The Organizational Behavior Practices of Redbox

1667 Words7 Pages
The Organizational Behavior Practices and Techniques of
Red Box Automated Retail LLC


A Paper Submitted to Dr. Eren Ozgen in Partial Fulfillment of the Requirements for MGT 3371 ZA1
Principles of Management Term 3
Troy University – eCampus 02/26/2010

Contents Introduction 3 Company Mission, Strategy, Goals 4 Company Core Values 5 Information on CEO 6 S.W.O.T. Analysis 7 Corporate Culture 8 Organizational Structure 9 Conclusion 10 Bibliography 11

Introduction (M.M.)

It’s so convenient! You’ve just finished your weekly grocery shopping at your local big box store and you’re on your way out the door with a cart full of all the bargains you found and
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Lowe said the company is always looking for new and innovative ways in which they could improve customer service.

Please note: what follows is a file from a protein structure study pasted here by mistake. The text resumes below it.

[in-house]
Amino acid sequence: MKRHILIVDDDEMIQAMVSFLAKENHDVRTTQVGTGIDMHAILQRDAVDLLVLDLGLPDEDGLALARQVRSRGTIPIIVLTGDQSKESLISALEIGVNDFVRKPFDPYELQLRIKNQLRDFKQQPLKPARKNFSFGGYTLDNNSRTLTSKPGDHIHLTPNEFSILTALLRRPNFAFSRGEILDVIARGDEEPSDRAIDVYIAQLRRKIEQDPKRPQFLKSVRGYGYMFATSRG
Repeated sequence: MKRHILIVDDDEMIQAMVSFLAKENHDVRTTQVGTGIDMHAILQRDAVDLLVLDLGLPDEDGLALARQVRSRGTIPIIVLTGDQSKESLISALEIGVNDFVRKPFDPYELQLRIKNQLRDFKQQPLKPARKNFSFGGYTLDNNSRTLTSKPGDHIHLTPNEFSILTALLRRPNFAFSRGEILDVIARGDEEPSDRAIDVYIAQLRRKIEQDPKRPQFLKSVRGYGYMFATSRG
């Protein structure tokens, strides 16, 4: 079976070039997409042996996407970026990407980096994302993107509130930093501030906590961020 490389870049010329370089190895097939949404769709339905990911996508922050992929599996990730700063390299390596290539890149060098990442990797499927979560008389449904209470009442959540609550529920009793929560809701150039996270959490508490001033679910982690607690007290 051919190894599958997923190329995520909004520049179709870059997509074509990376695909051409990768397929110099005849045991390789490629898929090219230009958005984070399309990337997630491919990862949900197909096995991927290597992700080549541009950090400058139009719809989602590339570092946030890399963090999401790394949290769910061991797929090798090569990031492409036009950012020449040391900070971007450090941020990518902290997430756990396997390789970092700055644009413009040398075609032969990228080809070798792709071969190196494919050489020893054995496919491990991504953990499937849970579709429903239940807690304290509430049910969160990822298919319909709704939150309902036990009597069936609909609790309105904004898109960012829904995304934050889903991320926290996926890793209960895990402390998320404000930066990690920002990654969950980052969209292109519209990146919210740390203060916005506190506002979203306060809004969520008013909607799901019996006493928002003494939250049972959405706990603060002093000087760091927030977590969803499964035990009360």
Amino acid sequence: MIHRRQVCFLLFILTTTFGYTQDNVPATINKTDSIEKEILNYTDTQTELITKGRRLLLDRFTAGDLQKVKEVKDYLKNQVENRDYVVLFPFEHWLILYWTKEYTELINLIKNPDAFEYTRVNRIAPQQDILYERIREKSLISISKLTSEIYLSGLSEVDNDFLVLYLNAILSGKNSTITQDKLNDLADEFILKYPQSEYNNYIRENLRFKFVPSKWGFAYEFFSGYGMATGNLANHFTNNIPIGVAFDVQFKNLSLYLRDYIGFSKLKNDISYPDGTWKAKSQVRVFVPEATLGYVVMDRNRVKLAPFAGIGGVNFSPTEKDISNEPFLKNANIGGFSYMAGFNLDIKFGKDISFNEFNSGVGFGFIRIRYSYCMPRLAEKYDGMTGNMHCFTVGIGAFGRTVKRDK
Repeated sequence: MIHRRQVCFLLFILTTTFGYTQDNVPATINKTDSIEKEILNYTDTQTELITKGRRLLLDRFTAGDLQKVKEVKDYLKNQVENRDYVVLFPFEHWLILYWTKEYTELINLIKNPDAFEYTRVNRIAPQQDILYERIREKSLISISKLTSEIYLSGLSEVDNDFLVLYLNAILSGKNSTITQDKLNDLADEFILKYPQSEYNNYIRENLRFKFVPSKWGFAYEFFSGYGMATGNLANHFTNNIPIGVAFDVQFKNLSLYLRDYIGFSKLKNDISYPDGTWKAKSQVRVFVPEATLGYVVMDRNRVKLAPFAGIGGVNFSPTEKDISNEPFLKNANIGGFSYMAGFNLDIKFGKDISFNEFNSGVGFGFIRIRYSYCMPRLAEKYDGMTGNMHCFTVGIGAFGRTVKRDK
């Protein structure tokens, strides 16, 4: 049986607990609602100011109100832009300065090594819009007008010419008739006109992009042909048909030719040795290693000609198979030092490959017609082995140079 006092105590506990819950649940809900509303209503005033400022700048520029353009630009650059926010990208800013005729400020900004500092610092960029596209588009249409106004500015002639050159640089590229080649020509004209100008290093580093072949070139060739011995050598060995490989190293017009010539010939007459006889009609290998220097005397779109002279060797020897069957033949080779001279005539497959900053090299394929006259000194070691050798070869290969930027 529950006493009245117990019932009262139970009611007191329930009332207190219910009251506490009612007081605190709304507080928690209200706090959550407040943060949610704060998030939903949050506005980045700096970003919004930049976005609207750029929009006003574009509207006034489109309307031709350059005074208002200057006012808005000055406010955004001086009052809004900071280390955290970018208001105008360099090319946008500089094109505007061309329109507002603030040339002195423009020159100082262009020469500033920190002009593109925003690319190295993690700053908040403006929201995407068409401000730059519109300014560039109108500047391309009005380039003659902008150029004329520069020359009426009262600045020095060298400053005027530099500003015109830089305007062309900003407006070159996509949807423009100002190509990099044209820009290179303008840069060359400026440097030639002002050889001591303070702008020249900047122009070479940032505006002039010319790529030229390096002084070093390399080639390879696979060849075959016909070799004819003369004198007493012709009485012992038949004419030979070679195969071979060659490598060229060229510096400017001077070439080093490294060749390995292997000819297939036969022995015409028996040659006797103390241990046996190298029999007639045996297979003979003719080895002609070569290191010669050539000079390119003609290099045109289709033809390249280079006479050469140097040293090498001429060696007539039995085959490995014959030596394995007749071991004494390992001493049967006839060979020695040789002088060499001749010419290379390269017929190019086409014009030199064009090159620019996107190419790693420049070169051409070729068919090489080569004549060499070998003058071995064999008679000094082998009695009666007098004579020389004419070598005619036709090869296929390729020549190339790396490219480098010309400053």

Redbox’s competitive advantage is the fact that they have surpassed companies in revenue as well as in their advantage in number of rental locations for customer availability. Most of all their competitive advantage is the fact that they have an alternative which other movie rentals do not; kiosks are placed in McDonald’s fast foods, grocery stores, and discount stores. Customers can purchase or rent online and pick up at any kiosk. They have a physical presence greater than 17,000 locations through their retail partners. Their locations continue to grow.
One could wonder whether or not Redbox care for their employees after announcing in Downers Grove, Illinois the outsourcing of their Call Center to third parties in Texas and in Canada in February 2010. The closing will leave two hundred call center employees without jobs which are about 8% of the company’s workforce. There were questions raised as to whether or not it was a business strategy or declining economy. I believe there is some concern for public image but overall the concern is for Redbox to profit and like any other business their success is their priority. In 2009 there was a concern from three major studios, Century Fox, Warner Bros. and Universal, that DVD kiosks were going to kill sales and rentals. Individually

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